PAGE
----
Mushi are not animals, and they are not plants. Mushi are closer to life than anything else on the earth. And those who gathers lore about the mushi and knows how to treat them are the mushishi.
I actually got the feeling of watching a horror movie when i saw this, the only thing was that there was no horror. Still, the mood was there, but in a kind and gentle way.
The series follows a mushishi named Ginko and his travels and missions in the land. Human emotion is put aside as a theme, and love is more a fact than something that involves you in the story. I don't know if this is something coming from the authors own view of life, but it makes room for a feature where nature is the emotional basis, and it stands strong on the feelings that you get from marvels that lie within the silent whisper of the wind among trees.
You encounter characters that all are affected by these mushi. The first one is a boy who can draw anything with his right hand and it springs to life, another one is a man chasing after a rainbow and even a human that is born from a seed. Many of the stories are built on things we notice in nature around us but find it hard to explain, like shooting stars, the end of the rainbow and the fact that a third of your soul remains within your pillow when you leave bed as it is where all your dreams live.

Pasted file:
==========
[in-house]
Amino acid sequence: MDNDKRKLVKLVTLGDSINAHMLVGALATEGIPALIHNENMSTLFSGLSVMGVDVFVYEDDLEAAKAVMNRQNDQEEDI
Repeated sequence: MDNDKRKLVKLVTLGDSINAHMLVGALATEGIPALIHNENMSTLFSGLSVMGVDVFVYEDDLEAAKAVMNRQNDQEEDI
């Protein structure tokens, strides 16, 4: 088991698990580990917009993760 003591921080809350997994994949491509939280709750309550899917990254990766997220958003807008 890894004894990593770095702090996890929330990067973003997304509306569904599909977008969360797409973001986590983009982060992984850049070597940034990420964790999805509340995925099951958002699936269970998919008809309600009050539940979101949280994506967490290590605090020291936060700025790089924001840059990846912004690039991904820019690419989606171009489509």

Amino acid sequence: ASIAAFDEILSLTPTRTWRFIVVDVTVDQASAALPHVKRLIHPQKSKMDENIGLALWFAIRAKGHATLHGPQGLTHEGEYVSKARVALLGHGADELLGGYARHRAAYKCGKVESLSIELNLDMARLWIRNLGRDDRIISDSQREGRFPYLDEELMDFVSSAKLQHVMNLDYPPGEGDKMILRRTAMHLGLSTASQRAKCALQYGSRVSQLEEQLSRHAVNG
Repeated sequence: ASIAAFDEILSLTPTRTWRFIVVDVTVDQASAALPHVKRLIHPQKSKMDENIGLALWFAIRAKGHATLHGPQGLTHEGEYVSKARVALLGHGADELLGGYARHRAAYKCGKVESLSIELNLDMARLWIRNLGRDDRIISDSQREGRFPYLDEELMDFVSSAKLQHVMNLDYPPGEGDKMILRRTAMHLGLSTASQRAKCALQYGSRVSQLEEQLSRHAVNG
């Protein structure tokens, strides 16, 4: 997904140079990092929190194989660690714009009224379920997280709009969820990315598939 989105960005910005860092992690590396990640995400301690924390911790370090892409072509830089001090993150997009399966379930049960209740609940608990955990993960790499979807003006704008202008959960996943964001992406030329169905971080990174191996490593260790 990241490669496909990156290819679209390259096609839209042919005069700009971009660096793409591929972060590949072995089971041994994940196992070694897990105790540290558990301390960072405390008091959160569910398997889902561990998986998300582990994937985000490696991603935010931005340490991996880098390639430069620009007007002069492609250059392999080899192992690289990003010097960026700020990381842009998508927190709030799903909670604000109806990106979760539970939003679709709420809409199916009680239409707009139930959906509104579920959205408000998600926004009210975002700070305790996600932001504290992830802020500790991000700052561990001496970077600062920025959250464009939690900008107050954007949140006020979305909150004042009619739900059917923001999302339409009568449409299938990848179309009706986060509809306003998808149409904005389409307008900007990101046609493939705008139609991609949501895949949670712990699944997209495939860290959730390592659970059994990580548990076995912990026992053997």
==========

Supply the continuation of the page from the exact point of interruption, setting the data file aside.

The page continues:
The series moves in a slow gentle pace, where the music never gets too eager and nothing ever gets too exciting in manners of rush or panic. It might somehow even be sleep inducing, but in a good way, like the swaying of the trees or a cold snowy night where everything is silent but the sparkling fireplace.
Of course, it's up to anyone to have their own thoughts about it, but I think that the series wants to tell us that there is more to life than just being human. If you look around you, and look where there are no cars and high buildings, you'll notice lots of life that fills you up and effects you in ways you never think of. There is beauty in more than just you and me.
I was expecting to find some sort of greater story that would unfold towards the end of the series, but that never came. May happen the stories got more dramatic towards the end, but they never stopped being told in the same way as always. There was never any certain resolution to the series, only the soft mushishi music with its' hypnotical drums, and when you had watched the last episode you knew that everything in the world of the mushi would keep on going as it had ever done before. I never got the feeling of saying goodbye to characters i'd miss, but was happy to have been able to come along on the journeys in this world so full of life and wonders.